Oversupply has been a major worry in the shipping industry since the last major recession, but recent developments threaten to make it an even greater cause for concern. Most significantly, excess capacity associated with the rise of mega-ships has created a global shipping environment in which consolidation has increased.
While many large operators herald these consolidations and shipping alliances as creating better economies of scale, they also have the effect of pushing out smaller rivals, preventing new challengers, and ultimately stifling competition. The result may be larger ships making fewer trips and serving fewer ports, reducing flexibility and responsiveness to shipper needs. Many analysts are worried about the overall health of the shipping industry as a result of these changes. In order to stay competitive in this challenging environment, logistics leaders must understand how these changes will impact their business and adapt accordingly.
Larger Ships But No Goods to Fill Them
As with many changes, the starting point for the issue of overcapacity was technology. The ability to produce and effectively manage increasingly large container ships (often referred to as mega-ships) has led to a large-scale shift toward these types of vessels. The largest shipping lines ordered these mega-ships to help minimize costs and increase efficiency, but this process aggravates the oversupply problem. They have the resources to invest in and effectively operate these larger vessels, even if they run below capacity. While this shift has been a boon to the biggest players, it’s helped destabilize the container industry as a whole.
For the past decade, shipping capacity has grown faster than global trade. This sluggish growth in shipping, combined with oversupply of capacity, has laid the foundation for consolidation. At the same time, the use of mega-ships has continued to grow. While efficiency gains and lower costs can be realized from larger ships, this only occurs if these ships are fully utilized. Slow growth in shipping has prevented this from happening, leading to economic woes in the container industry. Some companies cannot keep up, as evidenced by the bankruptcy of Hanjin. The overall effect of this situation is more consolidation and a reduction of competition.
With fewer players in the shipping container business, competitive forces are no longer driving quick responsiveness. This means that oversupply will likely persist for some time. The challenge for the container industry is to continue to innovate while better matching supply with demand. One of the ways to eliminate excess capacity is through shipbreaking. This industry has picked up significantly in recent years with even young cargo ships being scrapped. At the same time, this trend has made it so that mega-ships make up a greater percentage of all container ships. Since these ships are more difficult to unload and fewer ports can serve them, the result has been port congestion, especially on the west coast of the US.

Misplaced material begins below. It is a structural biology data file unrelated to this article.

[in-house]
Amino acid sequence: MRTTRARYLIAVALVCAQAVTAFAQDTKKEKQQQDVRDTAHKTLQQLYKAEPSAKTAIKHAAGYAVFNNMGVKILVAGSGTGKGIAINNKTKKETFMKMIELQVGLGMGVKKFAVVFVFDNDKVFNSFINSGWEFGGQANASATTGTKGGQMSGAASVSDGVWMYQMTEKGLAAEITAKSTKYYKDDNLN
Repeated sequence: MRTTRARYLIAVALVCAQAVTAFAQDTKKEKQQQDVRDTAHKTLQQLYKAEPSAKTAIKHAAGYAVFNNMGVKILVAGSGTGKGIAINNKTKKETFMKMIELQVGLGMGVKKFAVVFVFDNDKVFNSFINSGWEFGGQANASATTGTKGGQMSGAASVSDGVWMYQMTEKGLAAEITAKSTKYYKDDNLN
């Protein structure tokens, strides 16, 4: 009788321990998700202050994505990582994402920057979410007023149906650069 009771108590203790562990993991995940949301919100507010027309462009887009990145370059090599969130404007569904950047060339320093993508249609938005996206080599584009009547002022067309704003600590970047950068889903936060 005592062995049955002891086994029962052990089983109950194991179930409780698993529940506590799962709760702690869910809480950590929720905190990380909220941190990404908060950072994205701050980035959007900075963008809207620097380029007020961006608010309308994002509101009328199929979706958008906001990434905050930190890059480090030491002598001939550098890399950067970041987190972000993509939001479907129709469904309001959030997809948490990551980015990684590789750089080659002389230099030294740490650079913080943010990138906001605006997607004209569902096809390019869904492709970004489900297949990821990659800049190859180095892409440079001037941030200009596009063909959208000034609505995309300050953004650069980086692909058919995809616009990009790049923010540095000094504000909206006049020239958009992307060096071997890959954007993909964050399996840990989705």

Less Competition in the Container Industry Means Logistics Challenges
Other problems lie just beyond the horizon. According to a Global Shippers Forum report from last year, the excess capacity brought on by mega-ships could yield a reduction of competition in areas such as “sailing frequency, transit times, ports of call and associated service quality.” Although it’s possible that the excessive consolidation could be met by regulatory pushback, it’s more likely that the container industry will become less responsive to competitive pressures.
Shippers will surely benefit from the economies of scale and reduced fuel costs associated with consolidation and mega-ships, but the full costs of shipping consolidation and oversupply will be felt in other parts of the supply chain. Some of these are not readily anticipated, so it’s important to analyze industry trends and plan carefully to ensure your business is prepared to meet any challenges.
Interstate carriers should be ready to pick up the slack by developing more capacity to address the lack of supply in the trucking industry, becoming more efficient at ports, and potentially lowering costs. These operations must work to speed up the movement of goods in order to compensate for the less flexible container shipping schedules and the congestion and delays that result from so many mega-ships using key ports.
While the ground and air-based logistics industry has largely focused on supporting just-in-time delivery through the development of local distribution centers and advanced inventory management technology, oversupply and the shipping container industry’s consolidation threatens this push toward a more nimble and reliable supply chain. Larger vessels means that it will be difficult for any unexpected changes to demand to be addressed quickly. This means it’s more essential than ever to have your port operations at peak efficiency.
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